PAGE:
Mary-Russel Ferrell Colton was a painter, author and educator. But she's most famous for co-founding of the Museum of Northern Arizona and related programs and projects intended to preserve and continue the art traditions of the Colorado Plateau.
In part two of our annual recap, we walk through what's been literally and figuratively unearthed in 2017, including things institutions found in their own collections, exhumations, repatriations, and edibles and potables.
In our annual recap, we walk through what's been literally and figuratively unearthed in 2017, including anticlimactic headlines, shipwrecks, medical finds, and a collection we've nicknamed "We told you so."
Part two of our annual roundup of unearthed news is a bit of a hodgepodge. It features identifications, very large finds, edible finds, art and letters, and some historical debunkings. And of course, we have everyone's favorite: exhumations.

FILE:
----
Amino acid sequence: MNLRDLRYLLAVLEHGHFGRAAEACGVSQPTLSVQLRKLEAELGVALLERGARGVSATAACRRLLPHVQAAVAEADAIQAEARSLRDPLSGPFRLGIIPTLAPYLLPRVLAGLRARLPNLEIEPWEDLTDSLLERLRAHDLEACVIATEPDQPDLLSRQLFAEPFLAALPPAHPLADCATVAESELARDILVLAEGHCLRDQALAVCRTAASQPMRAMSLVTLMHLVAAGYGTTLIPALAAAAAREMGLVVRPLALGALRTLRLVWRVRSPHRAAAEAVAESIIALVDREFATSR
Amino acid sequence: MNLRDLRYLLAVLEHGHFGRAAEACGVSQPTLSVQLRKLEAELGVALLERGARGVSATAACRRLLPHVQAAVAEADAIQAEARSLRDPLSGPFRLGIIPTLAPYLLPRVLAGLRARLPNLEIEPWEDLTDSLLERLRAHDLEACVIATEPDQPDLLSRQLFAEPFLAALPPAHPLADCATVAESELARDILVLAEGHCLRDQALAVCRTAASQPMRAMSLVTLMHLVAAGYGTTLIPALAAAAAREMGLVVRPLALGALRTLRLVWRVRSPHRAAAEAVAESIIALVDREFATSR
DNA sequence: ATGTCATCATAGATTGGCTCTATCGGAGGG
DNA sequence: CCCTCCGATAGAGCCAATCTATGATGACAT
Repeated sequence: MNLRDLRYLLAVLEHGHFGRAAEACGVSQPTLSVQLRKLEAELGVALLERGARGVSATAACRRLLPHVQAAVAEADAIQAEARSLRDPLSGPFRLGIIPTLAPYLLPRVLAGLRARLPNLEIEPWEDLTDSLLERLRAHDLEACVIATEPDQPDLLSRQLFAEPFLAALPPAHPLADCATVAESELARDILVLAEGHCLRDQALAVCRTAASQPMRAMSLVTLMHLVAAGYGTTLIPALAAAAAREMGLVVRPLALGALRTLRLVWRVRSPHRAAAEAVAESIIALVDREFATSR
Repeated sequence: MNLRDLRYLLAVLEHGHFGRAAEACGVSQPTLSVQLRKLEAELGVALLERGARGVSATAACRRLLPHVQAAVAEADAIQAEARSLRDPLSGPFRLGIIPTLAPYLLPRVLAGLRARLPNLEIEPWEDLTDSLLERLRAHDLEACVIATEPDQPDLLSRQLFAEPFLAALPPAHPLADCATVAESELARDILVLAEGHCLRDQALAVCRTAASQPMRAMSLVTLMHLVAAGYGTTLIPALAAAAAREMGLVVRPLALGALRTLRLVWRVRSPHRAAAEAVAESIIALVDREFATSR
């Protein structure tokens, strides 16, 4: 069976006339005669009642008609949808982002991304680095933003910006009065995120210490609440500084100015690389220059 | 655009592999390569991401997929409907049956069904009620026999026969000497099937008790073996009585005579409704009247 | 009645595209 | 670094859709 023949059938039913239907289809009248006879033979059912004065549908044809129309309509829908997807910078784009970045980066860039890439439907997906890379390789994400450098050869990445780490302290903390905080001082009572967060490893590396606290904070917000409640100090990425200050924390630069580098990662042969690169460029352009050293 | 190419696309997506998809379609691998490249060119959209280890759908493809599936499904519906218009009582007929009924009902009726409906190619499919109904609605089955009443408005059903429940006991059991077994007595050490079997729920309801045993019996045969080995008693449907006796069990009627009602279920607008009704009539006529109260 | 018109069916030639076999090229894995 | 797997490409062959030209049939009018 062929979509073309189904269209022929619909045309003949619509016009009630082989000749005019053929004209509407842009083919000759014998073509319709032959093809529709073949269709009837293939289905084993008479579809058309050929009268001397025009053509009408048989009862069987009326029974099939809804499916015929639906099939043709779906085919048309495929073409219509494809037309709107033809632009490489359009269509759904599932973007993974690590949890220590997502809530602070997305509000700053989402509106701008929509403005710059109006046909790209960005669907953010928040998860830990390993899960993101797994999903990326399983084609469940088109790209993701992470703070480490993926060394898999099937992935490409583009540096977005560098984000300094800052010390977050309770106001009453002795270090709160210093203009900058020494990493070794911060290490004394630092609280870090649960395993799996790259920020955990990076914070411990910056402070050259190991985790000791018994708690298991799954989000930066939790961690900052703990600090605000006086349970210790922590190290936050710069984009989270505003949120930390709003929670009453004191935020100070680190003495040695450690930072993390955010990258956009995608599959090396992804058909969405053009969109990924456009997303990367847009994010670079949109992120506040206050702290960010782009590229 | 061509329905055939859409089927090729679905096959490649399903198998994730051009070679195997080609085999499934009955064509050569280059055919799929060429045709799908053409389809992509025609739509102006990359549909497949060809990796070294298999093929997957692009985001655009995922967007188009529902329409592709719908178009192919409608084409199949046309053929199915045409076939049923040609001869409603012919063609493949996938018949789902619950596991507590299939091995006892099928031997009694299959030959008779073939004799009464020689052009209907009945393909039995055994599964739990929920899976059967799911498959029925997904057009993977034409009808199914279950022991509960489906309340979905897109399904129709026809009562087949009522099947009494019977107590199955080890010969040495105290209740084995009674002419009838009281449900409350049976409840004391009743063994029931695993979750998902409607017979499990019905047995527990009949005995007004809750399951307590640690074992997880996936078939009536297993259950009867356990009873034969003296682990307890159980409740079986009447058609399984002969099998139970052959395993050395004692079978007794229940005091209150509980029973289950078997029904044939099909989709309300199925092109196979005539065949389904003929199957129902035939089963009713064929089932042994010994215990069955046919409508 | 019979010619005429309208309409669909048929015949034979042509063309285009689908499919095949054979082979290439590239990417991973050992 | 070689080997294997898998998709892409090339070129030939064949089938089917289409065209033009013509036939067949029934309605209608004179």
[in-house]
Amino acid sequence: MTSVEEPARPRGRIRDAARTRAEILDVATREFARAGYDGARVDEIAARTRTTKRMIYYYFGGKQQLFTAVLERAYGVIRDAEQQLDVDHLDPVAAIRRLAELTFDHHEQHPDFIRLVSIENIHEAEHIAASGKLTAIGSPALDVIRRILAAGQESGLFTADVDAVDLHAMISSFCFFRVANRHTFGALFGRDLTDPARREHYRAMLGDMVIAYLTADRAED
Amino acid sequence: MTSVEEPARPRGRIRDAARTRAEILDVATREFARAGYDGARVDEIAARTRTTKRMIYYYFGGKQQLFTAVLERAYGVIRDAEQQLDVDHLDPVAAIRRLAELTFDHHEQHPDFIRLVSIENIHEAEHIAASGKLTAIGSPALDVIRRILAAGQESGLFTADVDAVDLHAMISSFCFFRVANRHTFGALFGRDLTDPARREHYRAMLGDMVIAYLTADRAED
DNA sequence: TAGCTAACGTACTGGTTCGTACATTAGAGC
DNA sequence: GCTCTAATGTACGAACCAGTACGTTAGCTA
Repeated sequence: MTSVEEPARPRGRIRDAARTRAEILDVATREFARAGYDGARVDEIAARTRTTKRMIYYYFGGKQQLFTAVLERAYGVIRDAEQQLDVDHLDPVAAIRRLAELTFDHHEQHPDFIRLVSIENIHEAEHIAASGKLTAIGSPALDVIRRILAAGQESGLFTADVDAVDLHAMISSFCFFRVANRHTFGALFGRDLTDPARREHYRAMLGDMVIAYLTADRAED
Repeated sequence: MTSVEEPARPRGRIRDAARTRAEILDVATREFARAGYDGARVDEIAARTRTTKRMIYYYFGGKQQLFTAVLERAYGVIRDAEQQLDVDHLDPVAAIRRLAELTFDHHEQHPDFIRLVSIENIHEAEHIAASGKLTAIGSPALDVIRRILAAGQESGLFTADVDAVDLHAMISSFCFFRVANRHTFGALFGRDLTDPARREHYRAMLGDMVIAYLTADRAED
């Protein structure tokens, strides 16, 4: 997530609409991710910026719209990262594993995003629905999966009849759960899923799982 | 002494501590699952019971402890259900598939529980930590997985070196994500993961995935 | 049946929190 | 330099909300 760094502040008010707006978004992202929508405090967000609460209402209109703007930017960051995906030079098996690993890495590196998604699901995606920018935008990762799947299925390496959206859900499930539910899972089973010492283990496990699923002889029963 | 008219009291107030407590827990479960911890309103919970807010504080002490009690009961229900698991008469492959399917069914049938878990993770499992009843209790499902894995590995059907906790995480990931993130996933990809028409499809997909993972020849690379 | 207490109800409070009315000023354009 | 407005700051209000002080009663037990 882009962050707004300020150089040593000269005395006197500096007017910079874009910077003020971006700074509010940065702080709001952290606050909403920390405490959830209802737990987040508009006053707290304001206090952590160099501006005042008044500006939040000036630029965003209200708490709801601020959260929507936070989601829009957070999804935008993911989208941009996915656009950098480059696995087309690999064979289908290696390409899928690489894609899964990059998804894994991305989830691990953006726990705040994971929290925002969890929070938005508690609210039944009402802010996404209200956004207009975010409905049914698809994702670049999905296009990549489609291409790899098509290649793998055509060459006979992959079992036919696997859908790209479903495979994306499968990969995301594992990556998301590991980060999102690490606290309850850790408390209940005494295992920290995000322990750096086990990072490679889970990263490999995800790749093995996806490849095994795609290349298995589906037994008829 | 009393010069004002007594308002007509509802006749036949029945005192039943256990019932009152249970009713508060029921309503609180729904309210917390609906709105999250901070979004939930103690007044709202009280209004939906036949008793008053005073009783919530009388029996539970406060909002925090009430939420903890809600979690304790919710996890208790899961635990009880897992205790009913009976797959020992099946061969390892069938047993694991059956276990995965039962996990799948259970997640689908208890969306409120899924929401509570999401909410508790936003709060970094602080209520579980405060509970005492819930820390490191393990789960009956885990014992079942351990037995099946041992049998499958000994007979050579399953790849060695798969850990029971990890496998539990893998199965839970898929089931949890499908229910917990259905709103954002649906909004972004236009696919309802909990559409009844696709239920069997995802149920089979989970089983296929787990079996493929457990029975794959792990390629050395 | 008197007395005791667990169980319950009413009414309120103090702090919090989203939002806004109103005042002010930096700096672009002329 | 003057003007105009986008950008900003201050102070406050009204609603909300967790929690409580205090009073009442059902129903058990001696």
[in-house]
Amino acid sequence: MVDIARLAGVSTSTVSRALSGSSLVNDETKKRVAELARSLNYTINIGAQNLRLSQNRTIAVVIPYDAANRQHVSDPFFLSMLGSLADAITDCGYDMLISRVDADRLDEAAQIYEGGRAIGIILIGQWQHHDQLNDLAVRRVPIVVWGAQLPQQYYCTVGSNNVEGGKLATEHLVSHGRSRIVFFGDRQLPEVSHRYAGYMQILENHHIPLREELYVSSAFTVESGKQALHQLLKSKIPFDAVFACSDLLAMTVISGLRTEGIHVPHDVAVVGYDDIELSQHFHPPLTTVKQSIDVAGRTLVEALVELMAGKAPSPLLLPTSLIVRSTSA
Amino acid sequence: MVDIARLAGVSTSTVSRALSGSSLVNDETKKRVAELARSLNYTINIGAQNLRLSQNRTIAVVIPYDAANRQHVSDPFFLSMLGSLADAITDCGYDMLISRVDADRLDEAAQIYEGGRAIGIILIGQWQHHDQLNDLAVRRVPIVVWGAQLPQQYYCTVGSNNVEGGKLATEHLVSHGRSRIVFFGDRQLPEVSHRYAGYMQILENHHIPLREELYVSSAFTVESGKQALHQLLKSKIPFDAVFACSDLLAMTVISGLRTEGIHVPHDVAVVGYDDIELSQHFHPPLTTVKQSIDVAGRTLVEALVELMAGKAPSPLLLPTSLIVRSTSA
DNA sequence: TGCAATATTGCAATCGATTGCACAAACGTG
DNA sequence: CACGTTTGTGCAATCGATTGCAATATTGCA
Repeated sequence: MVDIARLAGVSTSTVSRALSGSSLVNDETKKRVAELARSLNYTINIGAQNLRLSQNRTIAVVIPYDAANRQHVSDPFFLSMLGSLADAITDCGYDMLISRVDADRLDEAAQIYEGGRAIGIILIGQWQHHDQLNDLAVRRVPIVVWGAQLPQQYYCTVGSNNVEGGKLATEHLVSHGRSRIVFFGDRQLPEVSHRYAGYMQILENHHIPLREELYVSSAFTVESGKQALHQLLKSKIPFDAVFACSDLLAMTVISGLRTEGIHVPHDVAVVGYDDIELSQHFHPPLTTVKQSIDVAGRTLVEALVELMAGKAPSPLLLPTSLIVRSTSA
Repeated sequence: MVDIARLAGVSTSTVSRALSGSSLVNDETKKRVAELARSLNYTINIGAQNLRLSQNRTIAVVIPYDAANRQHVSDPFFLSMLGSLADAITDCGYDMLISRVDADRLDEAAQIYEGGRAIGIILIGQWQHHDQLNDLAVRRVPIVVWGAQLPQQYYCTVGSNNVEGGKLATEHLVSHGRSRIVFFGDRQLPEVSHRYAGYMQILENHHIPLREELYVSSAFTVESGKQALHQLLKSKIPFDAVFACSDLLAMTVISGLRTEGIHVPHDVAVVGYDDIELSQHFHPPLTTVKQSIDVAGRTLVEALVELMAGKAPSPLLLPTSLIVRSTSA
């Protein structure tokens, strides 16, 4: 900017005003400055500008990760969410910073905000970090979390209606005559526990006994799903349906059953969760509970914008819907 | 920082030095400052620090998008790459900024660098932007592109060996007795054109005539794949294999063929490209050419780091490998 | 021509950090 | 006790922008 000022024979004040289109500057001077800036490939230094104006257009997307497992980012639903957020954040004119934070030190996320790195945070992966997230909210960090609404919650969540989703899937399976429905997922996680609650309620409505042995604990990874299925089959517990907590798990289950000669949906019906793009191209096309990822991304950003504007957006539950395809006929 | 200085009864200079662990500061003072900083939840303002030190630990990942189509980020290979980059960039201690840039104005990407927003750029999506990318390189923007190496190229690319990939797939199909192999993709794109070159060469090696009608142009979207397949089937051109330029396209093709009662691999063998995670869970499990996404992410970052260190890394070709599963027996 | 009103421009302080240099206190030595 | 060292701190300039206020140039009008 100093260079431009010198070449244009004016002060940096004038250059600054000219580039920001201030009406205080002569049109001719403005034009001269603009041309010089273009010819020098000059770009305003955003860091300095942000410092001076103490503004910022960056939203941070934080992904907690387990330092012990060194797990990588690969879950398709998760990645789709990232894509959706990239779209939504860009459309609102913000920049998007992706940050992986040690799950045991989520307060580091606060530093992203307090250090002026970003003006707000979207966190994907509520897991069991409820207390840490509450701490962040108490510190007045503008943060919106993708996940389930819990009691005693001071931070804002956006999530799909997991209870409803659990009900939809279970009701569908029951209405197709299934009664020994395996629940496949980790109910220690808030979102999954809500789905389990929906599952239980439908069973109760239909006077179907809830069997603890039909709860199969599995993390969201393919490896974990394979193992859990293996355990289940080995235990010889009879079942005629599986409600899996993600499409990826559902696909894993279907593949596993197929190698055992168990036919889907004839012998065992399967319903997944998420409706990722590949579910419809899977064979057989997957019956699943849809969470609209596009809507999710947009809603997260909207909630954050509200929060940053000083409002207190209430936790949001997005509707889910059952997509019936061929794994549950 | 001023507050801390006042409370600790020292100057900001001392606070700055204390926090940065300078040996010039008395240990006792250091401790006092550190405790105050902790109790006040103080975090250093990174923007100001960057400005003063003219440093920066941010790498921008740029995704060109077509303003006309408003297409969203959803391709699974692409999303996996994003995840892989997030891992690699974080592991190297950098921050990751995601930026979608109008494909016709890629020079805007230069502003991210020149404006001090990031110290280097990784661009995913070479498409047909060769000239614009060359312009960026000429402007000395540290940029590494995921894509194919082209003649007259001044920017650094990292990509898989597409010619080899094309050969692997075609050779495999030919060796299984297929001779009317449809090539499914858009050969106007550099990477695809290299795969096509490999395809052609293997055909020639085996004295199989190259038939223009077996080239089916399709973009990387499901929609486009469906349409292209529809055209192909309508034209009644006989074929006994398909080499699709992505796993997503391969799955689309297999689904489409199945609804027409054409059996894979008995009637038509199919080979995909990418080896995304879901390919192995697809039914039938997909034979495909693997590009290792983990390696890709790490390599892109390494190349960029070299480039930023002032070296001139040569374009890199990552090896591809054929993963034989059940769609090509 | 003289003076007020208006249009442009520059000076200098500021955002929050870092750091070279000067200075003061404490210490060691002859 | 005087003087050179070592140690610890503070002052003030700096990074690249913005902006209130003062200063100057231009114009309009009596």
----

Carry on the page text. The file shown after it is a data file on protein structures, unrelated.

It's time to talk about all the things that were unearthed in 2016! This first of two episodes covers stuff it seems like happens every year, things that are actually older than we thought, and shipwrecks.
Like other artifacts that defy deciphering, this clay disk, found on Crete in the early 1900s, has puzzled researchers and stirred up controversy for decades. Is it a religious incantation, a calendar, a spell? Or is it all a pictogram hoax?
Since the 2009 episode on Blackbeard, a lot of new information has come to light about the life of the infamous pirate. We'll catch you up on the latest, then listen to the original episode for review. Read the show notes here.
The second part of 2013's historical finds includes items unearthed by animals, amateurs and ultra-modern science. Lead coffins, rare torpedoes and mass graves are featured. And of course, there's discussion of everyone's favorite topic: exhumations.